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CASE REPORT
Year : 2019  |  Volume : 34  |  Issue : 1  |  Page : 62-65  

Cherubism: A rare fibro-osseous disorder characterized and diagnosed by one stop imaging with Technetium-99m methylene diphosphonate bone scintigraphy integrated with single-photon emission computed tomography-computed tomography


Department of Nuclear Medicine and PET-CT, Apollo Hospitals, Chennai, Tamil Nadu, India

Date of Web Publication17-Jan-2019

Correspondence Address:
Dr. Jaykanth Amalachandran
Department of Nuclear Medicine and PET-CT, Apollo Hospitals, 21, Greams Lane Off Greams Road, Chennai - 600 006, Tamil Nadu
India
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Source of Support: None, Conflict of Interest: None


DOI: 10.4103/ijnm.IJNM_90_18

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   Abstract 


Cherubism, a rare hereditary fibro-osseous lesion characterized by painless expansion of jaws, starts early in life manifesting itself fully in the second decade of life and is almost regressed in the third decade. Here, we report a sporadic case of Cherubism with clinico-radiological and scintigraphic presentation of its classical features for its disease rarity and single-photon emission computed tomography/computed tomography findings with review the literature.

Keywords: Cherubism, maxillary lesion, scintigraphy, single-photon emission computed tomography/computed tomography


How to cite this article:
Amalachandran J, Sivathapandi T, Simon S, Elangoven I, Asra P, Rao NS, Nayak M. Cherubism: A rare fibro-osseous disorder characterized and diagnosed by one stop imaging with Technetium-99m methylene diphosphonate bone scintigraphy integrated with single-photon emission computed tomography-computed tomography. Indian J Nucl Med 2019;34:62-5

How to cite this URL:
Amalachandran J, Sivathapandi T, Simon S, Elangoven I, Asra P, Rao NS, Nayak M. Cherubism: A rare fibro-osseous disorder characterized and diagnosed by one stop imaging with Technetium-99m methylene diphosphonate bone scintigraphy integrated with single-photon emission computed tomography-computed tomography. Indian J Nucl Med [serial online] 2019 [cited 2019 Feb 20];34:62-5. Available from: http://www.ijnm.in/text.asp?2019/34/1/62/250367




   Introduction Top


Cherubism, a rare benign painless fibro-osseous neoplasm involving mandible and maxilla was initially characterized as familial, but both hereditary and sporadic cases have been described. In 1933, Jones described this disease [1] as “familial multilocular cystic disease of the jaws,” but the term “cherubism” was later coined because “the full round cheeks and the upward cast of the eyes give the children a peculiarly” cherubic appearance. A cherub is a toddler or baby angel, often portrayed in the art to have chubby cheeks and an upward gaze.[2]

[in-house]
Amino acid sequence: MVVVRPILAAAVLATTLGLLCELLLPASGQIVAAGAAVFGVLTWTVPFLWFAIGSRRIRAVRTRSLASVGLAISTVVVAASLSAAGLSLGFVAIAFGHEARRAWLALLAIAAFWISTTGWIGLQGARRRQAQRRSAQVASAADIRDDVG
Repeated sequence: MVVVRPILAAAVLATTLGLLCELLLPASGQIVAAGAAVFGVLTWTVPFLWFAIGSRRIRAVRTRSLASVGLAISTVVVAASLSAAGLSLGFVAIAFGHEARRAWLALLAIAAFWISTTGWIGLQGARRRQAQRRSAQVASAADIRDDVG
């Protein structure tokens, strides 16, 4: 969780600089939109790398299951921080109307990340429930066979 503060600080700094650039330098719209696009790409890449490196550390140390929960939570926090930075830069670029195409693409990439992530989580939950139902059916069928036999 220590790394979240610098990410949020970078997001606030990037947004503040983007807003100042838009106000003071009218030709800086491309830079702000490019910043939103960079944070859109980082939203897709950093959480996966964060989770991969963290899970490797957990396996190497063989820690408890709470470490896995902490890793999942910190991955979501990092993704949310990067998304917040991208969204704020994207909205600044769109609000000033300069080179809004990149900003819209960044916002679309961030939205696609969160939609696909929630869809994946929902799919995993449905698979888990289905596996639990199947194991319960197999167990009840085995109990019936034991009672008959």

The characteristic feature of Cherubism is bilateral mandibular involvement however one case report in the literature describes unilateral involvement, in an adolescent.[3] The mean age of diagnosis is considered as 7 years with a range of 14 months to 12 years.[4] Approximately, 280 cases have been reviewed in the literature.[5] The benign disease is characterized by progressive cystic proliferation of the mandible and maxilla during the childhood, which is followed by self-involution in puberty [6] and bone remodeling in adulthood.[7] The lesion may cause premature exfoliation of the deciduous teeth and displacement of permanent teeth.[8] Based on the location and severity of lesions, Fordyce and Wedgwood [9] suggested a classification system for Cherubism. Accordingly, Grade-I concerns the involvement of both mandibular ascending rami; Grade-II corresponds to the involvement of both maxillary tuberosities as well as of the mandibular ascending Rami; and Grade-III includes rare, rapidly increasing, destructive and widely deforming juvenile cases involving the maxilla and mandible, and may include the coronoids and condyles.


   Case Report Top


An 18-year-old girl was referred to our department with complaints of painless enlargement of the jaw and the loosening of teeth. Family history did not reveal any significant information about the familial origin. She had a history of hypothyroidism for 3 years of age and history of atrial septal defect (ASD) operated at the age of 4 years. The patient had anodontia since childhood, and dental development occurred only after correction of ASD. On clinical examination, there was prominent enlargement in the mandibular region. Some permanent teeth were missing, and wide edentulous interdental spaces were detected on intraoral examination. Few skin lesions were also noted suspicious for café au lait spots. Otherwise, clinical examination was unremarkable. She had attained puberty at the age of 15 years.